And the men in the movie? No stereotypes here, please. As Gilead’s men observe Percy and the changes at the Spitfire Grill, they have a variety of responses. Some are puzzled; some are angered; at least one is enchanted. The point is, no one in Gilead can ignore what’s happening, whether man, woman, or child. And a person’s response to those changes has nothing to do with gender or other outward characteristics, everything to do with the inward state of the heart.

Miracle Number Four: You are about to see a movie that you can recommend to your friends, your parents,

your older children, and your church without any reservations. How often do you start to recommend a movie to friends and find yourself stammering, “Well, there is this one scene…and you have to ignore the language…and…oh, never mind?” The Spitfire Grill does not require caveats, other than the following:

This movie is rated PG-13. The rating is undoubtedly connected to the mature themes of the story. A story about forgiveness requires a recollection of sin (always verbal, never graphic or offensive in the least). A story about healing requires a description of the wounds (again told as personal memories, sensitively done). And wounded people tend to lash out at others with angry words and hurtful accusations.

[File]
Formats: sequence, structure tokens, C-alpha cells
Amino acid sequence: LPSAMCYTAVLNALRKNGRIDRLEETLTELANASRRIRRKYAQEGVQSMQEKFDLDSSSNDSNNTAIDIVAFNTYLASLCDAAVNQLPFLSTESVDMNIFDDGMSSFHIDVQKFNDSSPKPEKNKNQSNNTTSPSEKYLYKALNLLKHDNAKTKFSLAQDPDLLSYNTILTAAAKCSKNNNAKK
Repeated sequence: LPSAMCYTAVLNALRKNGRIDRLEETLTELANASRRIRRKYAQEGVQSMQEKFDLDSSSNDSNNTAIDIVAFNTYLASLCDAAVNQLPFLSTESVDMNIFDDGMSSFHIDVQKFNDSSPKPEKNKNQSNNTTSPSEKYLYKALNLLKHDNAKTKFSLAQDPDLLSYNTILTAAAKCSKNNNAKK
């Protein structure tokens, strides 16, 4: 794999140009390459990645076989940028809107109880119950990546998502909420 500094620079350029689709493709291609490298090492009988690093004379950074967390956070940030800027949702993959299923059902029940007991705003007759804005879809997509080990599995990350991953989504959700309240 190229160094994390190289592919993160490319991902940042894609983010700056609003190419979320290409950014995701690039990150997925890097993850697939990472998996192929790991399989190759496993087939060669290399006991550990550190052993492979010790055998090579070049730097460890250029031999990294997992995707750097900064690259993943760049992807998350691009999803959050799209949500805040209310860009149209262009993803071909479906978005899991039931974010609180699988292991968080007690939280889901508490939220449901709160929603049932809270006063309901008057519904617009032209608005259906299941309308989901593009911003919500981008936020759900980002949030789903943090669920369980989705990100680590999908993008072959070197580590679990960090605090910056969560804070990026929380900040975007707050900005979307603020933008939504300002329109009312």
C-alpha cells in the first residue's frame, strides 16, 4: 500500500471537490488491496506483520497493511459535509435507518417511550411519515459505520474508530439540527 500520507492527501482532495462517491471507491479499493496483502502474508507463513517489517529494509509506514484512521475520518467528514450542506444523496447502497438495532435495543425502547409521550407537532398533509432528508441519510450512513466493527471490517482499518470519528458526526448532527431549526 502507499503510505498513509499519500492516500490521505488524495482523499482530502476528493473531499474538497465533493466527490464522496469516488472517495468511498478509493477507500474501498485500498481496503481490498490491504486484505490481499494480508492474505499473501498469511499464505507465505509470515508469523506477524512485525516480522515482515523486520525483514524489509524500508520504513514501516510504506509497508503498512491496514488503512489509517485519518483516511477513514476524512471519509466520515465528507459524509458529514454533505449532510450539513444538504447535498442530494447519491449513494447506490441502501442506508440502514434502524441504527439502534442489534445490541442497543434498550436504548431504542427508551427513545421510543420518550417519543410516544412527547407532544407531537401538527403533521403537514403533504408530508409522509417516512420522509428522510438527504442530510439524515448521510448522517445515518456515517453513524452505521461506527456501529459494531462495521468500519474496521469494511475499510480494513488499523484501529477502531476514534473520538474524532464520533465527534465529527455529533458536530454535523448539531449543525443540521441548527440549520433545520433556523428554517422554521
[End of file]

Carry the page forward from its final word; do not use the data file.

Young children may not understand this movie or appreciate its point. But anyone who is old enough to know how miserably sin hurts, and how soothingly forgiveness heals, should be allowed to see The Spitfire Grill. The conversations afterward will make taking your older children worthwhile.

So just in case you’re not in line at the box office yet, let me repeat: Celebrate the miracles that have come to the big screen in The Spitfire Grill. Go see this movie!


1 Reported in an interview with Pat Dowell on National Public Radio’s Morning Edition, September 5,

1996. Transcript by Journal Graphics.
2 Frank Walsh’s new book, Sin and Censorship (New Haven: Yale University Press,

1996), traces the Catholic Church’s influence in American movie making. Sin and Censorship is reviewed by Henry Herx in

Christian Century, August 28-September 4, 1996, pp. 821-22.
Wineskins Magazine

Reviewer Katie Hays is a member of the ministerial staff at the

Cahaba Valley Church of Christ, Birmingham, Alabama.

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Profile photo of Matt DabbsThis author published 1577 posts in this site.
Matt is the preaching minister at the Auburn Church of Christ in Auburn, Alabama. He and Missy have been married 12 years and are raising two wonderful boys, Jonah and Elijah. Matt is passionate about reaching and discipling young adults, small groups, and teaching. Matt is currently the editor and co-owner of Wineskins.org.